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Called the Safe Outdoors Dog Act, it lays down basic safeguards for outdoor dogs, as follows:
- Defines "adequate shelter" to protect dogs from extreme temperatures, inclement weather, and standing water. Previously, there was no definition for shelter, and dogs that were tethered could (and did) die from exposure.
- Requires access to drinkable water. Before the Safe Outdoor Dogs Act, state law did not include this vital requirement.
- Requires safe restraints. The Safe Outdoor Dogs Act bans the use of chains. Other tethering options such as cable tie-outs can be used, as long as they are correctly attached to a collar or harness.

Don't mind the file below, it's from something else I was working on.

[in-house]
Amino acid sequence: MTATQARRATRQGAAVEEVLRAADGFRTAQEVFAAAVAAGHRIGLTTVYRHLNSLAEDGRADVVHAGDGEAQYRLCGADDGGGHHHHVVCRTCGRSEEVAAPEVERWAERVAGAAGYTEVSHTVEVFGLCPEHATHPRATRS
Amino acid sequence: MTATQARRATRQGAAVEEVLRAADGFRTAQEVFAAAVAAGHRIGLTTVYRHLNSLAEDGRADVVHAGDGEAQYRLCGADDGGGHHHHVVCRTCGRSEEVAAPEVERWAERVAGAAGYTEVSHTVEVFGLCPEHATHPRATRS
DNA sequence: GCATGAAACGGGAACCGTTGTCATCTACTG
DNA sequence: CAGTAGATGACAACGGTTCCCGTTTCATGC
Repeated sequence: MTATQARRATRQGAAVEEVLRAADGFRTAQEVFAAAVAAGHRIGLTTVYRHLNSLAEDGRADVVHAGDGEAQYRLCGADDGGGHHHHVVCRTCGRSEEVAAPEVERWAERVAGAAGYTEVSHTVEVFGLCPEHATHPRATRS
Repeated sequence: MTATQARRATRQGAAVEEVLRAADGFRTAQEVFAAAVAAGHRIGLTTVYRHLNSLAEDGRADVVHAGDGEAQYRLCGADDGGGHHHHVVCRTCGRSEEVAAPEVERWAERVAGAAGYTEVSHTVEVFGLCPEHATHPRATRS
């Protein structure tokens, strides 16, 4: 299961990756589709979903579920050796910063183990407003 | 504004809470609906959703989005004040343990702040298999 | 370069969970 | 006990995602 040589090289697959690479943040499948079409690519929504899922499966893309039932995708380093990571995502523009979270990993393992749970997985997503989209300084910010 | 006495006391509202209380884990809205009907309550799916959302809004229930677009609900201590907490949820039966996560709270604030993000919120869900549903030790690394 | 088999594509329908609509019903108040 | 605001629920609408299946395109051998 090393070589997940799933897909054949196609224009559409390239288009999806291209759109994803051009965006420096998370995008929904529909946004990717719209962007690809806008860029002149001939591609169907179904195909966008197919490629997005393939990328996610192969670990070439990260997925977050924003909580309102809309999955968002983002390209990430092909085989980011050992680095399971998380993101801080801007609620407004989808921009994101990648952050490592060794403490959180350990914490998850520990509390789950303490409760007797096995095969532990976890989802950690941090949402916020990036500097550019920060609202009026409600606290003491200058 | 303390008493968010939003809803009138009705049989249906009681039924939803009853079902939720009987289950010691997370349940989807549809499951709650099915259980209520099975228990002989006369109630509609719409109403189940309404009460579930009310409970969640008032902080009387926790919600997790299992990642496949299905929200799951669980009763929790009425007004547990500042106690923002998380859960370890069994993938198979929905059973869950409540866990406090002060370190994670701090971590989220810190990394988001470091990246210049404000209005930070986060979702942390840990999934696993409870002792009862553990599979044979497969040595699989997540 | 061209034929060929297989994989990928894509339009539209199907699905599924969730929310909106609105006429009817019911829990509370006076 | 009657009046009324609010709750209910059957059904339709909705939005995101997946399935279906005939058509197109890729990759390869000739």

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Unfortunately, the Safe Outdoors Dog Act does not prevent owners from tethering dogs or from keeping them outdoors. But it does define base-level requirements to ensure the dog gets adequate shelter and water, and limits the types of restraints allowed to be used.
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